Prime Minister Ahmet Davutoğlu and Prime Minister David Cameron of the U.K. expressed their joint resolve Tuesday to further strengthen bilateral cooperation and intelligence sharing to prevent the flow of foreign fighters into Syria.
Addressing a joint press conference in Ankara, Davutoğlu clarified Turkey's policy regarding the passage of militants through its borders.
"Turkey has never and will never tolerate the transit of foreign fighters via Turkish soil or their presence in Syria," Davutoğlu said.
Cameron, who arrived in Ankara Tuesday evening, called for more intelligence sharing between the two countries to block the flow of foreign fighters, including British citizens into Syria to fight alongside the Islamic State of Iraq and the al-Sham (ISIS) terrorist group.
"We should exchange more information, we should cooperate more in terms of intelligence," Cameron said.
A report released in October by the International Centre for the Study of Radicalization at King's College, London, said that 23 British fighters had been killed in Syria and Iraq.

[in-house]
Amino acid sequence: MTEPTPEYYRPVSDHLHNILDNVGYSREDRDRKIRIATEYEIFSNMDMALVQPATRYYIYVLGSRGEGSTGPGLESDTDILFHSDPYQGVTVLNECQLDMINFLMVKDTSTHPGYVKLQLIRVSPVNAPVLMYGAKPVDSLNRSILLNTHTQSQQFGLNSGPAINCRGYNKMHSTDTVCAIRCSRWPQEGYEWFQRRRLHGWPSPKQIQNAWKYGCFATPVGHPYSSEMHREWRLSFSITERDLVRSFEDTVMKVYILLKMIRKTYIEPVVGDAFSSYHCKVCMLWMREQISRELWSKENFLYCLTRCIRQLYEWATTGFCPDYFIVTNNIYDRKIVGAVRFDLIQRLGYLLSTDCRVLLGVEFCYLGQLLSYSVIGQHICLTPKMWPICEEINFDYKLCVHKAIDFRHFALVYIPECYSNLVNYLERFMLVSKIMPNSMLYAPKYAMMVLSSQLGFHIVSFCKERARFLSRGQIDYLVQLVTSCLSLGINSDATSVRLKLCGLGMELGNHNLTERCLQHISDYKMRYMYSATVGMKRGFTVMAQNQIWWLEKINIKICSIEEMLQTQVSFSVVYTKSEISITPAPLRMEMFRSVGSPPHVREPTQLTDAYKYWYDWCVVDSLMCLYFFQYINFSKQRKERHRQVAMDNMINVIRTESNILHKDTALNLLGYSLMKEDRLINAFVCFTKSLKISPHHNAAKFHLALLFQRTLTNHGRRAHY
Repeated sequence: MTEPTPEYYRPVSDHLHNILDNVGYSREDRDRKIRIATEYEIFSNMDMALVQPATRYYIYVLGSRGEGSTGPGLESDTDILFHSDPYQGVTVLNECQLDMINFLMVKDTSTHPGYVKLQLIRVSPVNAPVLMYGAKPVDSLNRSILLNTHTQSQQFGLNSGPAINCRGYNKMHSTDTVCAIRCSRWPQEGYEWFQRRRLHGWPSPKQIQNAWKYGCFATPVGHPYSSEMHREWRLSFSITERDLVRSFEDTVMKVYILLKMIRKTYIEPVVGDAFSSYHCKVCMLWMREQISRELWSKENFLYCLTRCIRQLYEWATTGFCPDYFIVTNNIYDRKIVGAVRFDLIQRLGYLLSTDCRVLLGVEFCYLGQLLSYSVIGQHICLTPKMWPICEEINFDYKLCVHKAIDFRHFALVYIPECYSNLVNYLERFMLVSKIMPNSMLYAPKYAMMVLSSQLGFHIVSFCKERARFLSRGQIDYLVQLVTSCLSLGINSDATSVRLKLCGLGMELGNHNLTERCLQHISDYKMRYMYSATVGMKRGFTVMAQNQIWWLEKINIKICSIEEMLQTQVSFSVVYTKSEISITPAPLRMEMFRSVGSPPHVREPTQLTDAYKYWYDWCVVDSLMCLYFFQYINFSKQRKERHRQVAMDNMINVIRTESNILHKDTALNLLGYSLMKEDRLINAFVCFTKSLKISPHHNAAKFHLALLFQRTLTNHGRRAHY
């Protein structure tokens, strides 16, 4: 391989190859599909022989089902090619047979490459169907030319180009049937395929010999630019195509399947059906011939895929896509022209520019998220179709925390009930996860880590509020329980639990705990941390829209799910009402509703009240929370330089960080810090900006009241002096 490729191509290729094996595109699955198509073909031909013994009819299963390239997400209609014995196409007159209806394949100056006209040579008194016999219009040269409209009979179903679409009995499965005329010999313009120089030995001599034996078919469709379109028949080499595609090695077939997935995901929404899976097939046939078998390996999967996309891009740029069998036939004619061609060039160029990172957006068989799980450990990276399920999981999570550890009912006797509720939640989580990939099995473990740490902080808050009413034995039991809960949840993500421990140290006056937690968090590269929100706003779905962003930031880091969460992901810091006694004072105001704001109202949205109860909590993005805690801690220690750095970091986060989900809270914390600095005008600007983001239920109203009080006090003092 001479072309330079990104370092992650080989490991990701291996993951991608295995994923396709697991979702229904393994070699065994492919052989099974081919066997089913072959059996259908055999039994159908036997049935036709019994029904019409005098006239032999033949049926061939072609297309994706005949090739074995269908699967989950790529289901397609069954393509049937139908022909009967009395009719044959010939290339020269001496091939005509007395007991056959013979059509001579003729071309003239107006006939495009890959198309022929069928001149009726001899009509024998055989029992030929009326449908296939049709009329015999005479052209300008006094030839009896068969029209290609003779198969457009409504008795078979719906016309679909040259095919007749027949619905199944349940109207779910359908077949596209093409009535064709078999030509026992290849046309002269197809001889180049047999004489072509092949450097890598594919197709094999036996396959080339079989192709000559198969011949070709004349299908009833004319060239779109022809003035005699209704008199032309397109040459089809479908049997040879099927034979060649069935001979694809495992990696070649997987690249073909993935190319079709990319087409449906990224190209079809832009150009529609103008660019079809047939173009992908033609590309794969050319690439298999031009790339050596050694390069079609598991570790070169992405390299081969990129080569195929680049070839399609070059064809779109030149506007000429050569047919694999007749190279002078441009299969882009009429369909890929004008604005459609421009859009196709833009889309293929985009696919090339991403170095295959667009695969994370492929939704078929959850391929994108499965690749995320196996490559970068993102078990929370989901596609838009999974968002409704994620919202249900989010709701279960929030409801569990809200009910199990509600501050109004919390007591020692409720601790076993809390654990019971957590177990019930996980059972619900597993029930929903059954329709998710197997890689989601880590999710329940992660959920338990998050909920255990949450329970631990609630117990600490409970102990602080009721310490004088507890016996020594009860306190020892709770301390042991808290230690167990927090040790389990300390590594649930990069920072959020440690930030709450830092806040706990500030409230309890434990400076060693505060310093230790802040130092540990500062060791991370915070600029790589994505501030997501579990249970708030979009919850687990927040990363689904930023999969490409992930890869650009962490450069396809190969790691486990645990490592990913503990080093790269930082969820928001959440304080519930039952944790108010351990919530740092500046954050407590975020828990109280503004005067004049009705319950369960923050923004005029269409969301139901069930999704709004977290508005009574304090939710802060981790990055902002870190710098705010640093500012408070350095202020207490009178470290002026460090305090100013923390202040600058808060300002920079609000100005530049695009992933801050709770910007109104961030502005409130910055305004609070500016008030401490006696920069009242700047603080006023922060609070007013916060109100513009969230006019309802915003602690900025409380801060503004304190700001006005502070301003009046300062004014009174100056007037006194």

The British government claims that up to 500 Britons have traveled abroad to take part in fighting in Syria, and that at least 218 had returned to the U.K.
"We agree on this threat of [ISIS] … where it is come from. It has come from an Iraqi regime that was incapable of representing its entire people; it has come from a Syrian that was brutalizing his own people. It has come from the extremist ideology that drives this organization. We have to deal with all of these three issues," Cameron said.
He stressed that Turkey and the U.K. were fighting a common enemy.
"Whether it is about stopping people coming through Turkey to Syria or Iraq to fight for [ISIS], whether it is about making sure we deal with people when they return; whether it is the highest level of intelligence cooperation that we can possibly achieve between our countries. This is all about making sure people are safer in Turkey and in the U.K. We are already strong and should get stronger," Cameron added.
Davutoğlu agreed: "Turkey's position is clear: We don't want to see foreign fighters, neither in Syria nor in Iraq."
He said there was a need to develop a comprehensive strategy against ISIS to prevent any similar militant groups from flourishing in the region.
Cameron also said that the U.K., like Turkey, wants "a political transition in Syria."
"We want to see a political transition in Syria, we want to see a different government in Syria, the one that is capable of representing all the people of Syria," Cameron said.
Cameron's visit to Turkey comes weeks after he said Britain had to take action to deal with the threat posed by "foreign fighters planning attacks against our people [in the U.K.]."
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